here. Without any conflict, there could not be any implied preemption 
of a State common law tort cause of action.

F. Executive Order 12988 (Civil Justice Reform)

    Pursuant to Executive Order 12988, ``Civil Justice Reform,'' \23\ 
NHTSA has considered whether this rule would have any retroactive 
effect. This rule does not have any retroactive effect.
---------------------------------------------------------------------------

    \23\ 61 FR 4729, Feb. 7, 1996.

---------------------------------------------------------------------------

[[Page 78669]]

G. Unfunded Mandates Reform Act

    Section 202 of the Unfunded Mandates Reform Act of 1995 (UMRA) 
requires Federal agencies to prepare a written assessment of the costs, 
benefits, and other effects of a proposed or final rule that includes a 
Federal mandate likely to result in the expenditure by State, local, or 
tribal governments, in the aggregate, or by the private sector, of more 
than $100 million in any one year (adjusted for inflation with a base 
year of 1995).
    Before promulgating a rule for which a written statement is needed, 
section 205 of the UMRA generally requires NHTSA to identify and 
consider a reasonable number of regulatory alternatives and adopts the 
least costly, most cost-effective, or least burdensome alternative that 
achieves the objectives of the rule. The provisions of section 205 do 
not apply when they are inconsistent with applicable law. Moreover,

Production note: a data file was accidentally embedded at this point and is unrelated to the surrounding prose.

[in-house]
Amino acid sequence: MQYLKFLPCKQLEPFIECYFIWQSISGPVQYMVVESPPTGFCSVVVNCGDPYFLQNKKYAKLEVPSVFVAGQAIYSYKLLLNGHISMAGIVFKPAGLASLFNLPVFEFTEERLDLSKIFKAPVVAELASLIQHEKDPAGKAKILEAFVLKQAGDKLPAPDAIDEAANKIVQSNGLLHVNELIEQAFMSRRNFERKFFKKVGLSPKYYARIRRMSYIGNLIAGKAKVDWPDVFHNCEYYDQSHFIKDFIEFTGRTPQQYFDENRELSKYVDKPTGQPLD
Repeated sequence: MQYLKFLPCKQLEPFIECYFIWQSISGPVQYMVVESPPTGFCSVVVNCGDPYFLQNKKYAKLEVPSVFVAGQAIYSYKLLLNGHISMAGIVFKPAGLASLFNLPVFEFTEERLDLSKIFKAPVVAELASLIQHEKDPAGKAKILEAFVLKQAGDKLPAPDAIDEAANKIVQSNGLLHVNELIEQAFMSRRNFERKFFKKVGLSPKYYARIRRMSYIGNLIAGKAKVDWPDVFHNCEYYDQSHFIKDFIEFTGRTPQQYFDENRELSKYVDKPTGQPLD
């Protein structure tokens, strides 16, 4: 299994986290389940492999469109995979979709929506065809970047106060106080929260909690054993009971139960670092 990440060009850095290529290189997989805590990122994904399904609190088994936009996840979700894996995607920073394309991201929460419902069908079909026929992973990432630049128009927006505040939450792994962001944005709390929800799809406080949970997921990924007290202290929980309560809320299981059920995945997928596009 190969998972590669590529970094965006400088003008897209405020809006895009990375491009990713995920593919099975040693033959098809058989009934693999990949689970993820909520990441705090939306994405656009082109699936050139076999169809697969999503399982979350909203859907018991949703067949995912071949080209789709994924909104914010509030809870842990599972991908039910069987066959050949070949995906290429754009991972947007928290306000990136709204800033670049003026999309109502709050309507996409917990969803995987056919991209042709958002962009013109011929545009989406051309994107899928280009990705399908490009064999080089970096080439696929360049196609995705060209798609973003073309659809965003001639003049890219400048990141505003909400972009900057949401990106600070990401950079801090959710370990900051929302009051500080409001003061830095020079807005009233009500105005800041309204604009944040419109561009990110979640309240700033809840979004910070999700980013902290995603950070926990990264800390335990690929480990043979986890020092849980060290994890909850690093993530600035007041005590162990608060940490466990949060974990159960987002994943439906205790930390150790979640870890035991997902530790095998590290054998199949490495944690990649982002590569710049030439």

section 205 allows NHTSA to adopt an alternative other than the least 
costly, most cost-effective, or least burdensome alternative if the 
agency publishes with the final rule an explanation why that 
alternative was not adopted.
    This rule, by harmonizing this provision of FMVSS No. 108 with the 
comparable EEC standard will likely reduce the manufacturing and design 
costs of manufacturers by allowing a greater degree of commonality 
between vehicles manufactured for sale in the United States and for 
sale in Europe, and possibly other markets. The rule is not anticipated 
to result in the expenditure by state, local, or tribal governments, in 
the aggregate, or by the private sector in excess, of $100 million 
annually. Therefore, the agency has not prepared an economic assessment 
pursuant to the Unfunded Mandate Reform Act.

H. Paperwork Reduction Act

    Under the procedures established by the Paperwork Reduction Act of 
1995 (PRA), a person is not required to respond to a collection of 
information by a Federal agency unless the collection displays a valid 
OMB control number. This rule does not contain any collection of 
information requirements requiring review under the PRA.

I. Executive Order 13045

    Executive Order 13045 \24\ applies to any rule that: (1) Is 
determined to be economically significant as defined under E.O. 12866, 
and (2) concerns an environmental, health or safety risk that NHTSA has 
reason to believe may have a disproportionate effect on children. If 
the regulatory action meets both criteria, we must evaluate the 
environmental health or safety effects of the proposed rule on